; Phantoms and Monsters: Pulse of the Paranormal

Thursday, December 05, 2013

Daily 2 Cents: Eerie Ground Zero Wailing -- Who Believes in Bigfoot? -- Probing Extraterrestrial Abduction

New York residents kept awake by eerie howling from new One World Trade Centre

Puzzled New Yorkers are reporting an eerie sound coming from the new One World Trade Centre building.

A strange howling sound from the building is even keeping local Tribeca residents up at night.

“I first heard this very eerie sound during Hurricane Sandy last year,” Kenny Cummings told the Tribeca Citizen.

The building’s 104-storey Freedom Tower is 1776-feet high (541 metres), making it the tallest building in the US. On top of the tower is a spire, which appears to be the source of the disturbing sound as wind races through its lattice-like design.

Mr Cummings, who raced outside to record the scene on a video posted to YouTube, said he has only heard the sound once since.

“At 3.15am Wednesday morning I awoke to the sound,” he said, adding that the noise was “two tones” and went on for hours.

“I couldn’t be sure what it was at first, but after a moment I realised it was the Trade Centre. Outside it was raining but the trees were calm. I can only imagine at that height the weather is different. I’m sure all of downtown hears this. It’s unmistakable and very chilling.”

The creepy, choral-like sound was first reported during Superstorm Sandy, when the building was lashed with strong winds and rain, turning the tower into a musical instrument. - News.com.au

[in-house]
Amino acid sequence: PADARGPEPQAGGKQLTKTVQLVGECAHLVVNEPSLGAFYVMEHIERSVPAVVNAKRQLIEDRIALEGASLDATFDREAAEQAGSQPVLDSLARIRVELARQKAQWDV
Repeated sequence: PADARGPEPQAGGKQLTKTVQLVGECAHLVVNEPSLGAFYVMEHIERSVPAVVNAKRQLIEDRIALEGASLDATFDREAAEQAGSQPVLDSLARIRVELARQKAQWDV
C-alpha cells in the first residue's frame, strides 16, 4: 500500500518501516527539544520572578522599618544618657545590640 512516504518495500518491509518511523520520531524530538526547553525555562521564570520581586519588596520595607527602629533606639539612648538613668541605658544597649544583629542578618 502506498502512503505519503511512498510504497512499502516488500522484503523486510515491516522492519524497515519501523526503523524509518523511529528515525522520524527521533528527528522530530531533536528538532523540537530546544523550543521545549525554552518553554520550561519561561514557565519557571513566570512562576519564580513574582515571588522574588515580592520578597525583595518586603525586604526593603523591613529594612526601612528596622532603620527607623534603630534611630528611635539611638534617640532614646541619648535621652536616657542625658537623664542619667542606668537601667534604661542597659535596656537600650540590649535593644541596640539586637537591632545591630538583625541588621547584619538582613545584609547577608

Click for video - 1 World Trade Center Wailing in the Wind - http://www.youtube.com/watch?v=f78sDMlufFs#t=23

Battle for Ground Zero: Inside the Political Struggle to Rebuild the World Trade Center

World Trade Center: Past, Present, Future

The Mysterious Collapse of World Trade Center 7: Why the Final Official Report About 9/11 Is Unscientific and False


Who Believes in Bigfoot?

In 1958, outside a logging camp near Bluff Creek, California, an employee of a Humboldt County construction company spotted a set of oversized footprints much too large to be human and too humanlike to be ape. The Humboldt Times picked up the story, and the reporter, Andrew Genzoli, noted that the spotter and his construction crew, who had taken plaster casts of the prints (which were said to be 16 inches long), had given the mystery creature responsible for them a nickname: “Big Foot.”

Within a few days, the Humboldt County Sheriff’s Office announced that they believed the prints to be part of a hoax, and that they had their suspect ready to confess. When the Times tracked the suspect—Ray Wallace, a member of the crew—down, he vehemently denied any involvement or foul play. Coworkers of Wallace’s came forward with eyewitness accounts. Wallace’s brother “Shorty” claimed that the prints couldn’t have been a hoax, because nobody who worked in a logging camp all day could possibly have the energy to go around planting fake Bigfoot tracks afterward.